Funding Troubles Dampen Renewables Development in AsiaFounder and Managing Partner of Armstrong Asset Management
There’s been a buzz around renewable energy projects in Asia for the last five years. Indeed, the region has taken large strides in developing these sources of energy, making them feasible and sustainable over the long term.
However, while supply-side costs—including those of technology, equipment and construction—have been declining for solar, wind and hydro power, the cost of finance remains a major challenge that can hamper the growth of the sector.
Financing is the largest component of any renewable project in Asia. For countries in Asia to achieve their ambitious renewable energy production targets, they need to reduce financing costs, both through governmental policy measures and debt cost reduction. Successfully addressing this bottleneck can help make renewable power projects more feasible, and, ultimately, more attractive to equity investors.
In renewable energy project development, the cost of equity and the equity risk are driven by a project’s bankability. For investors in the infrastructure sector at large in Asia, the bankability of projects has been an area of concern—more so in some developing markets than in the mature markets. While much remains to be done in this area, it is one that policymakers across most of the region have sought to address by trying to improve the overall macroeconomic and regulatory environment, including governance, transparency, provision of offtake credit, and provision of sufficient legal recourse in the event of any potential disputes between various stakeholders.
That said, much more can be done from a policy side to reduce the cost of financing. For example, governments and local banks need to work more with entities such as multilateral organizations and initiatives, like the Green Climate Fund, to address or support long-term financing, which will bring down costs. They also need to address currency risk—for example, where offtake agreements are in the local currency, could they be denominated in U.S. dollars, or could the hedging risk be mitigated with government support instead of the onus resting on the sponsor alone?
Another area of focus needs to be green bonds. The Asian Development Bank (ADB) recently backed the issuance of Asia’s first climate bond in the Asia-Pacific region in the Philippines. In this case, ADB provided a credit enhancement facility, elevating the bond rating to investment grade to allow the issuer to raise money at a substantially lower yield.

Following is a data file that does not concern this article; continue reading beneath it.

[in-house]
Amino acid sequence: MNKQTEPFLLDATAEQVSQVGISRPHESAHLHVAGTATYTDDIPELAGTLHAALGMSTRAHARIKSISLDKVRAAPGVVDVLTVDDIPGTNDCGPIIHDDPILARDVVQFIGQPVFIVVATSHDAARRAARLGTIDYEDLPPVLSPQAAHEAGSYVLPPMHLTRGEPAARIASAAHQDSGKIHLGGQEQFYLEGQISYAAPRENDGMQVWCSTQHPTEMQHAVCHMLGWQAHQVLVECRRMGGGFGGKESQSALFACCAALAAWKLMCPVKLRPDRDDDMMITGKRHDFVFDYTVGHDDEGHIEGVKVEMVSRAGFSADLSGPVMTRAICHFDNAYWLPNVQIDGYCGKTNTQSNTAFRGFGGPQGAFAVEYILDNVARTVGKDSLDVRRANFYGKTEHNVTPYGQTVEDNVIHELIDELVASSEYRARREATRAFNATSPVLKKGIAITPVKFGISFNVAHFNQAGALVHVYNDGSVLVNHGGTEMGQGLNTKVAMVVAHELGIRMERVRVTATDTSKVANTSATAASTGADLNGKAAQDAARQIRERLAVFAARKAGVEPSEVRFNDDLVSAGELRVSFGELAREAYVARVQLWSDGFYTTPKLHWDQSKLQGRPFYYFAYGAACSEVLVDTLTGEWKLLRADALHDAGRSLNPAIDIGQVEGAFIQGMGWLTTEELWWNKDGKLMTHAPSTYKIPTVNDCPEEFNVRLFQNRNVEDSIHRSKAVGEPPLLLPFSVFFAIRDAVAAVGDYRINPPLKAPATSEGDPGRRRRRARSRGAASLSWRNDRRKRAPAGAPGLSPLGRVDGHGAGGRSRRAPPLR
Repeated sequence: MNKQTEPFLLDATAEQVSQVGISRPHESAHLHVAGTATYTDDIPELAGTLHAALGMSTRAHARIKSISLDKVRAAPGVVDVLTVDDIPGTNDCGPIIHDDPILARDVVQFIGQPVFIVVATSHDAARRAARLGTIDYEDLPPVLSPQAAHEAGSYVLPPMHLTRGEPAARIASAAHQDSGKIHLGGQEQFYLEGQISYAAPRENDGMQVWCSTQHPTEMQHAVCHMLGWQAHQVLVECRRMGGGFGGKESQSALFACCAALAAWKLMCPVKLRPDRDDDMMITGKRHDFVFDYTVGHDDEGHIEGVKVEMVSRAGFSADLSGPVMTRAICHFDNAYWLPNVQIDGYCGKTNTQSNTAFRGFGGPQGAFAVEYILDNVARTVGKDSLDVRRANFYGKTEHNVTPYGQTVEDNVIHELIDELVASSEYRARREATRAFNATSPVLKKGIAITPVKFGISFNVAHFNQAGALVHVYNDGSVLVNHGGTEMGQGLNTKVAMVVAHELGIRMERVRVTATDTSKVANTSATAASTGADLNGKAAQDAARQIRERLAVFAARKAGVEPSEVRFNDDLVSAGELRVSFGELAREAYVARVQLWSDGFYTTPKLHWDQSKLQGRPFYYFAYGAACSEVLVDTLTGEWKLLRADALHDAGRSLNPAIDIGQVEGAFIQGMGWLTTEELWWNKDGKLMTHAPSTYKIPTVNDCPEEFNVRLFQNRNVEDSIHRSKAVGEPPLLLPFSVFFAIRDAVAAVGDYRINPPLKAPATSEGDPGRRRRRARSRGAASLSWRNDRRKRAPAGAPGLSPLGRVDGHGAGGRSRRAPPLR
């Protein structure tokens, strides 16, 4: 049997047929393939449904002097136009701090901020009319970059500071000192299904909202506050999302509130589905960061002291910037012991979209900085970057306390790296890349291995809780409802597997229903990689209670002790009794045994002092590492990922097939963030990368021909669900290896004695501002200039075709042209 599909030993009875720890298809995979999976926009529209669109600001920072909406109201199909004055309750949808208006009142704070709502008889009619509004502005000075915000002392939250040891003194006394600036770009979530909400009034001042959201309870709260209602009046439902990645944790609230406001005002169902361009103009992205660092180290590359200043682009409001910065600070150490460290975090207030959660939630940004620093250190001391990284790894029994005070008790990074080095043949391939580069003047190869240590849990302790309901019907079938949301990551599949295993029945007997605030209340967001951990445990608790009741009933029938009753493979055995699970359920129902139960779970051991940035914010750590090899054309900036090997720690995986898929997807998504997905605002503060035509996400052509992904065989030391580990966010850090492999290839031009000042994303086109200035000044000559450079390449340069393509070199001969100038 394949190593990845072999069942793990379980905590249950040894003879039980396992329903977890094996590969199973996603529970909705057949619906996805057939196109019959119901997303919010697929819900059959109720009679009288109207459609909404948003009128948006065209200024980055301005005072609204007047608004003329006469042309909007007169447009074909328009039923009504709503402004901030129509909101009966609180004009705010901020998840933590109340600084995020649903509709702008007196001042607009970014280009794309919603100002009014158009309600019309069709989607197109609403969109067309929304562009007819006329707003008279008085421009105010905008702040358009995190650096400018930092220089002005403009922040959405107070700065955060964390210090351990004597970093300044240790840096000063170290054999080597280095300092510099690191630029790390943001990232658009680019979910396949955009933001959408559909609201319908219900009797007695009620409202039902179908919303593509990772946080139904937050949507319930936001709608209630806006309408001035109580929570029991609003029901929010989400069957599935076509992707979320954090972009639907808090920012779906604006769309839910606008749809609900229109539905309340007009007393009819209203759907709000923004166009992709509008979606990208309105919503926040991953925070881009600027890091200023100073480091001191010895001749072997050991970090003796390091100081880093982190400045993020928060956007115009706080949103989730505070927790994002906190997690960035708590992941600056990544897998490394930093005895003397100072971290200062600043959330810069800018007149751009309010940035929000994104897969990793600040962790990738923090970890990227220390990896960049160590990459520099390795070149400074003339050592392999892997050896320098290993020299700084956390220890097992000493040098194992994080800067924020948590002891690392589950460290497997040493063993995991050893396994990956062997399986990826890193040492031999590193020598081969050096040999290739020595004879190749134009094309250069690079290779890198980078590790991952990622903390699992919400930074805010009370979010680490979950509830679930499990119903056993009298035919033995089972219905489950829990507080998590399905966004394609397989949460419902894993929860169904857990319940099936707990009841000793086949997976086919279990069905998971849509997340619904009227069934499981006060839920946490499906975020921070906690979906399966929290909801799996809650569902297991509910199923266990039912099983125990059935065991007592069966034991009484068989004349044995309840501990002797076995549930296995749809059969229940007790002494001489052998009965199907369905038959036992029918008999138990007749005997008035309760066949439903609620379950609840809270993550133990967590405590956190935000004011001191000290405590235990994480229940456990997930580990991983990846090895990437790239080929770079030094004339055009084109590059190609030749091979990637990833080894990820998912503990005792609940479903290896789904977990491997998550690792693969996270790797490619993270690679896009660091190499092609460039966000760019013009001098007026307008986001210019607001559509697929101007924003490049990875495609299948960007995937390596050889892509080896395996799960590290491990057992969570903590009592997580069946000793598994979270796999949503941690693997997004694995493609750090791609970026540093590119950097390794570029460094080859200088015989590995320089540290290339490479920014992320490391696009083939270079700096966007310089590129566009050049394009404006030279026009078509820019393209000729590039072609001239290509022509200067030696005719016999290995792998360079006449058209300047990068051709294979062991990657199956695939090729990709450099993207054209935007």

What Can the Private Sector Do?
One key factor impeding the development of the renewable energy sector in the region is the high cost of debt. The cost of debt can add about 30 percent to overall project costs in emerging markets compared to developed ones.
Asian policymakers and businesses must find innovative solutions to high financing costs for renewables.
Another issue in Asia is that debt facilities across much of the region are funded on a variable interest rate basis, and that exposes projects to unforeseen scenarios that actually should have little to no bearing on the project itself.
The provision of debt subsidies is one way to mitigate this challenge. Debt subsidies can cost less than price support mechanisms such as feed-in tariffs, which are the primary source of market subsidies today. One alternative could be to work on debt subsidies with the help of international parties. These debt subsidies can, in the longer run, be a more cost-effective and fruitful way to support the scaling of renewable energy generation.
Funding can also be made more affordable and easily available through cashflow securitization with vehicles such as Yieldcos—dividend-growth-oriented listed companies that provide yield—which are being used in the U.S. and in Europe. The potential problem with them is that some issuers have failed to live up to the growth expectations. Moreover, they are not necessarily suited to development and construction risk, and there would be a long period of time before the project started generating revenue in Asia. As a result, their efficacy in Asian markets is untested.
There is strong demand for good credit in the renewable energy sector in parts of Asia, but costs are high. For example, Indian solar and wind energy company, ReNew Power, sold $475 million of five-year bonds overseas—and the offer was oversubscribed, illustrating the strong demand for good credit. That the company tapped the overseas markets to raise capital despite the availability of credit in its home markets illustrates cost-related challenges.
What Can Be Done Now in Asia?
Several developments are being witnessed outside Asia, but it will be a while before markets in Asia start adopting these initiatives to bring down the cost of financing, as capital markets in many Asian economies are still not as mature as they are in their Western counterparts.
For now, one thing that can be done on short notice is the issuance of green or climate bonds. From a cost perspective, issuing a bond would make sense if it were larger than $100 million—that is big enough from a cost perspective, and it is also sizeable enough to be of interest to one or two insurance companies to come in as investors.
If one has $150 million in debt, which equates to a total capital of about $300 million including equity, at today’s costs, that would translate into roughly 250 MW of renewable energy projects, which is substantial in any context.
Asia is lagging behind in this one aspect of renewables development, and it is imperative that Asian policymakers and businesses look for innovative financial solutions beyond plain vanilla commercial lending, particularly given their success elsewhere.